Favorite Breakfast

Whenever it is my husband’s turn to have his birthday breakfast he always chooses the same thing.

Eggs Benedict.

Of course, I don’t mind one bit because it’s one of my favorite breakfasts, too.

And even though it is just four ingredients (English muffin, ham, poached egg, hollandaise sauce,) I used to dread doing the poached egg part because I didn’t really like the poaching pan I had. It was kind of like this one:

When I was growing up my grandmother poached eggs a lot and she always used one of these pans and an egg timer – you know, the hourglass kind? So when it came time to poach eggs, that’s how I did it. But my non-stick pan was pretty sticky and the little egg cups were too small…so by the end of it there were egg whites overflowing everywhere and the eggs were nearly impossible to get out without breaking the yolks. Not fun.

So I threw the pan away.

This is much easier.

 

photo from Delia Smith/guardian.co.uk

I didn’t remember to take photos while I was poaching…but this is what it looked like. Doing it this way makes the whole Eggs Benedict process much, much easier.

You want a nice-sized pot of salted, boiling water. Once it is boiling, add a couple of TB of white vinegar. Then reduce the temperature to a very gentle simmer so you can add the eggs. I like to use a large soup ladle, but you can use a bowl or any small container, to gently place the eggs into the water one at a time. Let them float around and cook for 3-4 minutes and then remove with a large slotted spoon.

Let them rest and dry a little before plating them. One of the nice things about poaching is that it is a pretty healthy way to prepare an egg – no butter, no oil, no bacon grease. We’ll have to do something about that, of course…so, let’s talk about Hollandaise sauce!

Easily one of my favorite sauces.

A little bit of work. Yes. Yes. It is.

Now a traditional Hollandaise sauce starts with a reduction of white wine vinegar, shallots and peppercorns and sometimes white wine. However, I’ve seen plenty of recipes for this sauce that skip that reduction process entirely. Including Tyler Florence’s recipe. So feel free to skip that part if you aren’t particular about the sauce having all the authentic flavors…I mean, if it’s OK for Tyler, it’s bound to be OK for the rest of us, right?

This recipe is from one of my favorite kitchen resources, “The Professional Chef” by The Culinary Institute of America. At more than 1000 pages, it easily qualifies as one of my kitchen Bibles. Mine is 7th edition, but I believe there is an 8th edition out now. Good thing the classic stuff doesn’t change too much.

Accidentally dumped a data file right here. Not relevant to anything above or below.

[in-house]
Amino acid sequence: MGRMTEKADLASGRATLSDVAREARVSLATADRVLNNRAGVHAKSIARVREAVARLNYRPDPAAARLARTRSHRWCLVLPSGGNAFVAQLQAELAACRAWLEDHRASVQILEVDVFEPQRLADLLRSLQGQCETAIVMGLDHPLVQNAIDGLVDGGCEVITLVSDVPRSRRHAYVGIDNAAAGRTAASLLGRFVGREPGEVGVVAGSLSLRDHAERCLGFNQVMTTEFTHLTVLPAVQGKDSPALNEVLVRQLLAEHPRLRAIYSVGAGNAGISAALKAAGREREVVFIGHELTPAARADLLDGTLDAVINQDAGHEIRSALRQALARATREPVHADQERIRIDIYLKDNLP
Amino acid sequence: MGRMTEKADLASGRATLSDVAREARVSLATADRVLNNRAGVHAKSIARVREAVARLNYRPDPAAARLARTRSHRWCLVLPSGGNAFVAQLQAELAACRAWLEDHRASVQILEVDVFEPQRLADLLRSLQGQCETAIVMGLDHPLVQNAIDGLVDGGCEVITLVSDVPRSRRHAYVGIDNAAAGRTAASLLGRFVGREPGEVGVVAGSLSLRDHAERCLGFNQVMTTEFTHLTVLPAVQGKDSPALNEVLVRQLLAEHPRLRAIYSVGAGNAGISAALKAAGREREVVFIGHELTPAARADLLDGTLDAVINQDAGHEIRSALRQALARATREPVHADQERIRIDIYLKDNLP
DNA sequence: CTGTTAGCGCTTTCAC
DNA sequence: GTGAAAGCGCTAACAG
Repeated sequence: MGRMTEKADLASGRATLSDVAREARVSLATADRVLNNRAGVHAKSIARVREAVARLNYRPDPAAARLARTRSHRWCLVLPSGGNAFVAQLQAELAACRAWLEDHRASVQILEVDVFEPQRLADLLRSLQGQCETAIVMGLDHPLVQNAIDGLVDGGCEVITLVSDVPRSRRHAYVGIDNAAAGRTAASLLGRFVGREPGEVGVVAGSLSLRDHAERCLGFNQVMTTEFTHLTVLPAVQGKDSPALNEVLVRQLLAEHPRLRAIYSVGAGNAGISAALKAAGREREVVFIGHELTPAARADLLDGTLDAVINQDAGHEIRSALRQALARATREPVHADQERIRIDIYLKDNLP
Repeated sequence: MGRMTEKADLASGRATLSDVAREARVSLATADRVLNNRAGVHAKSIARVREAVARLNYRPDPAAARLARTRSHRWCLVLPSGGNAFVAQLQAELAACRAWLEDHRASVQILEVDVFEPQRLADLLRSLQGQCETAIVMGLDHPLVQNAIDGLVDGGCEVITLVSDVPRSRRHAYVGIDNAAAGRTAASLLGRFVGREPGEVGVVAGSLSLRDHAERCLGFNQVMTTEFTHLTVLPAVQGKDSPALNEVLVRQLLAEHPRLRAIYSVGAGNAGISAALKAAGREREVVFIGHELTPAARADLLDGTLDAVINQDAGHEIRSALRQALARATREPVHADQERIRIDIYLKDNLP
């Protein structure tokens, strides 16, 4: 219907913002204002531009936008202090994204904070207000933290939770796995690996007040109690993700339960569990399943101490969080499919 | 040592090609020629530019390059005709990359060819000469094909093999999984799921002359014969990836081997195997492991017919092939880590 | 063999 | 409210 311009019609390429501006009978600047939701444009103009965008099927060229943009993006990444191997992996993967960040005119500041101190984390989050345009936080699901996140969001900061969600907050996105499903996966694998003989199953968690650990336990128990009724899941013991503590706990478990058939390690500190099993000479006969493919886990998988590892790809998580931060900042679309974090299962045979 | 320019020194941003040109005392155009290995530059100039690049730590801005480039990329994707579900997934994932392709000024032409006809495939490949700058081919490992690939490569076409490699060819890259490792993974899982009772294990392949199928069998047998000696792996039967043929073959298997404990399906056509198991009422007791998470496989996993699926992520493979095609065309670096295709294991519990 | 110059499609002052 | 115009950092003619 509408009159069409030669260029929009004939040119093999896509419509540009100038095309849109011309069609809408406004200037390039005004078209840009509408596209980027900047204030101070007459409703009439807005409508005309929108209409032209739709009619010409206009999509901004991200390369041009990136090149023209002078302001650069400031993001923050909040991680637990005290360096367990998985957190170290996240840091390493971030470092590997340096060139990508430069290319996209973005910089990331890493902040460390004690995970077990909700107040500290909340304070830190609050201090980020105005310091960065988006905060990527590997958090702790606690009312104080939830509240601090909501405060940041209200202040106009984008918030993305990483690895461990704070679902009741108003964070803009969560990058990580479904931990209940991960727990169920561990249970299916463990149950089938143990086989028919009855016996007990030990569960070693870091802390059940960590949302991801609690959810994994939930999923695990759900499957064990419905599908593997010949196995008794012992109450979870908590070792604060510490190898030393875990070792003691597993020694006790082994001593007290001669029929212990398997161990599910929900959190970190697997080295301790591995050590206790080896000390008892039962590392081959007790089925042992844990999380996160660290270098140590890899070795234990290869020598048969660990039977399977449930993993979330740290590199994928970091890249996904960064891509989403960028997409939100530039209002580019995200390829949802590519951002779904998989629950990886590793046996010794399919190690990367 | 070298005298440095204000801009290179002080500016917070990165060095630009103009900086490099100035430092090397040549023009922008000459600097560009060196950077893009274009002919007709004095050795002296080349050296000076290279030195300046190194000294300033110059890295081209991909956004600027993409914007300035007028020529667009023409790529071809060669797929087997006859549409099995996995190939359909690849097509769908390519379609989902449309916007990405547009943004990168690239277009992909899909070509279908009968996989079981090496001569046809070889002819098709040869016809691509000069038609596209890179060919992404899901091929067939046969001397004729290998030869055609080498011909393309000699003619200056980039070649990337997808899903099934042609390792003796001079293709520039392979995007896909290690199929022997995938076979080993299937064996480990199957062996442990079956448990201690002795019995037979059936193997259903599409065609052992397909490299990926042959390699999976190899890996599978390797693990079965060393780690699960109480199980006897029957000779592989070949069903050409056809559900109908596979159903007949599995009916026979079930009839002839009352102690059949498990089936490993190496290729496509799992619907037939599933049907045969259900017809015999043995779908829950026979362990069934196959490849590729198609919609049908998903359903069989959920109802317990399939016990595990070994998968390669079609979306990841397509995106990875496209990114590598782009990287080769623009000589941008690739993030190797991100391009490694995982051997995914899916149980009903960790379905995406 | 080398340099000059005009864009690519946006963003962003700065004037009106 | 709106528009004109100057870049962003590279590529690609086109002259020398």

Hollandaise Sauce

1 TB chopped shallots

1/2 tsp cracked peppercorns

2 oz white wine (or cider) vinegar

2 oz water

4 egg yolks

12 oz clarified butter (or just melted will do)

2 tsp lemon juice (if you skip the reduction part of the recipe, do NOT leave out the lemon juice.)

salt

white pepper

pinch of cayenne (optional)

Combine the shallots, peppercorns and vinegar in a small pan and reduce over medium heat until nearly dry. Add the water to the reduction and strain into a stainless steel bowl.

Add the egg yolks and set over gently simmering water. (If you have a double boiler, you can use that…or use a pot of simmering water – just make sure the water doesn’t touch the bottom of your bowl and that the water isn’t really boiling. You just want a lot of steam coming up from the water’s surface.)

Whisk eggs* constantly until they triple in volume and will fall in ribbons from the whisk.

Remove the cooked eggs from the water and gently ladle in the butter (preferably at about 145°) in a thin stream, whisking constantly. The sauce should begin to thicken. (If it gets too stiff you can add a little water to help the eggs absorb all of the butter.)

Add the lemon juice and salt/pepper to taste. Add cayenne if you like. Hollandaise is best used as soon as it is made.

*If I have a bottle of white wine open, I will also add a few tablespoons of wine to the egg yolks before the whisking begins. Which kind of makes it a hybrid between a Hollandaise and a Béarnaise. But, really, no one in my house is paying that much attention.

Hollandaise is considered one of the “mother sauces” and can be easily varied to make countless other sauces. So it’s a handy recipe to have in your repertoire. Here’s a great explanation of all the mother sauces.

If you fold in whipped cream you have a Mousseline Sauce. If you add orange juice and zest you have Maltaise Sauce. Béarnaise Sauce is basically a Hollandaise with tarragon and wine and chervil added to the process. And if you add about an ounce of tomato paste or tomato purée to a Béarnaise, then you have created a Choron Sauce. Goodness that’s a lot of sauces.

When the Hollandaise is finished, I poach the eggs and toast the muffins and warm the Canadian Bacon, assemble on plates, drown in the sauce and sprinkle with paprika or cayenne. Hmmmm, it just occurred to me that this meal is quite an international feast: ENGLISH muffins, CANADIAN bacon and a sauce which is reported to be FRENCH and DUTCH. I, for one, am very happy all these countries combined their efforts. YUM.

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